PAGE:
The .44 Magnum
By John Taffin
The .44 Magnum arrived in late 1955 with most examples not arriving in gun shops until 1956. At the time Elmer Keith said recoil wasn’t bad and wouldn’t bother “a seasoned sixgun man.” Meanwhile, Major Hatcher of the NRA said shooting it was like getting hit in the hand with a baseball bat. I obviously was not a seasoned sixgun man at the time, being a teen, and I leaned heavily toward Major Hatcher’s assessment when I shot a .44 Magnum for the first time. Keith had spent nearly 30 years shooting his heavy .44 Special loads with a 250-gr. cast bullet at 1,200 fps, so he was better prepared for the .44 Magnum at nearly 1,500 fps. Major Hatcher was not — and neither was I!
The first Ruger .44 Magnum Flat-Top arrived later that year and since it had the grip frame with the same size and shape as the Colt Single Action I assumed felt recoil would be less. In fact, recoil with the Ruger was even worse than the Smith & Wesson. The Ruger rotated straight up and slammed the hammer into the back of the hand. Eventually, I learned to shoot the .44 Magnum in both the Smith & Wesson and Ruger. The answer for the S&W was smooth, custom-made stocks known as Jordan Troopers, by Herrett. These stocks totally enclosed the grip frame, and were without checkering so didn’t irritate the hand. Today, there are much more powerful sixgun loads than the .44 Magnum, however this doesn’t diminish the seriousness of shooting full power .44 Magnum loads. Especially a lot of them!
S&W re-barreled this Model 29-2 to 5″ and the results speak for themselves.
The .44 Magnum is at its best as a hunting sixgun and I’ve used it to take dozens of critters, but moderation in shooting is a key to managing full power loads. Keith said after he had had the .44 Magnum for a year he had shot 600 rounds — total. This averages out to about 12 rounds per week. With the coming of long-range silhouetting many of us shot his yearly supply of .44 Magnum loads in a day or two. We simply were not as smart as he was, I guess?
I still have plenty of heavy Keith loads on hand should they ever be needed, however for everyday shooting pleasure I needed something much different. My goal was to come up with good shooting loads with a muzzle velocity somewhere around 900 fps or less from 71/2″ to 83/8″ sixguns. These are loads which can be shot in comfort, while still retaining a power level even above that of the .45 ACP hardball load, which has a long-established reputation of success.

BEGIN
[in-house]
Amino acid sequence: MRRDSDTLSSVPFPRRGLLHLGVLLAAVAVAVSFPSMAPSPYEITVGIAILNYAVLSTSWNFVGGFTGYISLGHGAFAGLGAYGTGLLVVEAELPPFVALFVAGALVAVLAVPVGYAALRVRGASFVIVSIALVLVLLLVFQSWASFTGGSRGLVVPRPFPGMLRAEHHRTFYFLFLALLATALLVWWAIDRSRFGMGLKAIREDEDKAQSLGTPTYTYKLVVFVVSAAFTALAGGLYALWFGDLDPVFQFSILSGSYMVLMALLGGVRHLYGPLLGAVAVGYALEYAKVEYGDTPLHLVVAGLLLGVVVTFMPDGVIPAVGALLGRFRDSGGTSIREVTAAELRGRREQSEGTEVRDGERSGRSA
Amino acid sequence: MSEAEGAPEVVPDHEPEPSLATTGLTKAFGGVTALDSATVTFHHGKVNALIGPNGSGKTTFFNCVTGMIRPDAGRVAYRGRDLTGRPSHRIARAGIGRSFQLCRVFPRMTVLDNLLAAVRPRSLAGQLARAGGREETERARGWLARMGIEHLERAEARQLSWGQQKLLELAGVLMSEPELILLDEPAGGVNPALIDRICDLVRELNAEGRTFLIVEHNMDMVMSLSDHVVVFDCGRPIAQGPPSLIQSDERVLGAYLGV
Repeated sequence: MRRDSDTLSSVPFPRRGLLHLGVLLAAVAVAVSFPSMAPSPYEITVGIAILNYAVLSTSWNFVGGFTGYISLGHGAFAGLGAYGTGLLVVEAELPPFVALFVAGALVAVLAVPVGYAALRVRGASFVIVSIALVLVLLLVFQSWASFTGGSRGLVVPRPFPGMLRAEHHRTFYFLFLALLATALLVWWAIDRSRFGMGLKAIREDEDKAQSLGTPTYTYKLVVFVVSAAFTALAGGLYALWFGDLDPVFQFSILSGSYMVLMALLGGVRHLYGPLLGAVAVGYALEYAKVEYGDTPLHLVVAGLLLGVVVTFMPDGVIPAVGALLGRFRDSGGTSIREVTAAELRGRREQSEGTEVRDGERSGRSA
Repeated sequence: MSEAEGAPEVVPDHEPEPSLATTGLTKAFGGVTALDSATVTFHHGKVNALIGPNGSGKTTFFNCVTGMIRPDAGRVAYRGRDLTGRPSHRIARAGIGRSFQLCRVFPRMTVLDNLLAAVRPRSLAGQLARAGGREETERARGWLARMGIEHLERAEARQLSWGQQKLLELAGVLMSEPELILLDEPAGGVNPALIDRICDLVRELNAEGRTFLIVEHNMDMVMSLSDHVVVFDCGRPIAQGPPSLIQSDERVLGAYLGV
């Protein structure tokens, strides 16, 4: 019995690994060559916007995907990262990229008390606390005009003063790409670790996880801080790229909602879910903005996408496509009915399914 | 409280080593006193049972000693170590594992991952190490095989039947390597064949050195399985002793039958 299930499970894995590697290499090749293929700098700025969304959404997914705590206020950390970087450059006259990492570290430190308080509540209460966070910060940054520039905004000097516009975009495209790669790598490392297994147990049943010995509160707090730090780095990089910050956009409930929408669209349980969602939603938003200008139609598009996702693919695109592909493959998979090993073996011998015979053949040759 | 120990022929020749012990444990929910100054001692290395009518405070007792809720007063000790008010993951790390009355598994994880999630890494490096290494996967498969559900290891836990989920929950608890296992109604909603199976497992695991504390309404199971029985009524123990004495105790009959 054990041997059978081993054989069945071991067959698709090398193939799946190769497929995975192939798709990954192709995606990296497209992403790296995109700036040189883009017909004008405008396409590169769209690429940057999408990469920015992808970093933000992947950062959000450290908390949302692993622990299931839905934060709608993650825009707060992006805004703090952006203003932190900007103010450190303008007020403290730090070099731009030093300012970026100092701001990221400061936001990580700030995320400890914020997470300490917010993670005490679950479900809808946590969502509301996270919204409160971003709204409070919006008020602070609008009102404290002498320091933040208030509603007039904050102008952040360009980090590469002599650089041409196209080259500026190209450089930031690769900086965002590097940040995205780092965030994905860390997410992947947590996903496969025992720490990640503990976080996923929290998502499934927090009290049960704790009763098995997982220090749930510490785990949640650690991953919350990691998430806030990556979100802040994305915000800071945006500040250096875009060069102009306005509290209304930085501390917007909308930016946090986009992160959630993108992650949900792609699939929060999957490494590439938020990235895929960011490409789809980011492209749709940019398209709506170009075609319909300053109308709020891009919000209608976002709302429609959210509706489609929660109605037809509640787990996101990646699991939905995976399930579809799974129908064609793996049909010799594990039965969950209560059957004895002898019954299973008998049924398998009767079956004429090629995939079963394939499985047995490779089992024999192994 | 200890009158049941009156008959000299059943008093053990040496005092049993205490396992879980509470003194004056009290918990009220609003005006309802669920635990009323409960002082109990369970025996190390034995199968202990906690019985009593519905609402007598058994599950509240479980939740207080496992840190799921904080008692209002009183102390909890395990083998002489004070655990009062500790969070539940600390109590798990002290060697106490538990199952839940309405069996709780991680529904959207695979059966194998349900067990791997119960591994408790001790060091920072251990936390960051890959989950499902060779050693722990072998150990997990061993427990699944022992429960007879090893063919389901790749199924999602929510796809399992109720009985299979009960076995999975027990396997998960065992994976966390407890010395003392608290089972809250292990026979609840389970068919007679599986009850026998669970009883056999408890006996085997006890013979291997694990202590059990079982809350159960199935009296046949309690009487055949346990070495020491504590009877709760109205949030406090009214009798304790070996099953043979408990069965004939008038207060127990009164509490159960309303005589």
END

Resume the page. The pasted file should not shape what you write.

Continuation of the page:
Whether you regularly shoot full power .44 Magnum loads, or any of the big bores — it takes a lot of concentration to continue to shoot these heavy loads accurately. Yet, we still often fret about the recoil. This isn’t the way to really enjoy shooting sixguns.
I wanted loads still serious under normal circumstances but loads being much more enjoyable in a heavy-framed .44 Magnum. In addition to being comfortable to shoot, my goal was also to come up with accurate, “everyday packin’ loads” which could also be pressed into service for target shooting. Actually at this power level — and carried in a .44 Magnum sixgun with Perfect Packin’ Pistol barrel lengths of 4″ to 51/2″ — they would also serve for self-defense or concealed carry.
Whether plain or fancy these 4″ .44 Magnums handle well with John’s special loads.
Powders used in coming up with pleasant shooting loads in the .44 Magnum
include Alliant’s Red Dot, Winchester’s WW231 and Hodgdon’s Clays.
There’s more than one way to come up with loads with less recoil. One solution is a lighter bullet such as the 200-gr. RNFP hard cast bullet from Oregon Trail. Another is using powders normally used for less than full house magnum loads. My powders of choice are WW231 and WW452A from Winchester; Alliant’s Unique, Red Dot and Bullseye and Hodgdon’s Universal, Trail Boss and Clays. Hodgdon’s HP-38 is the same as WW231 so they can be used interchangeably.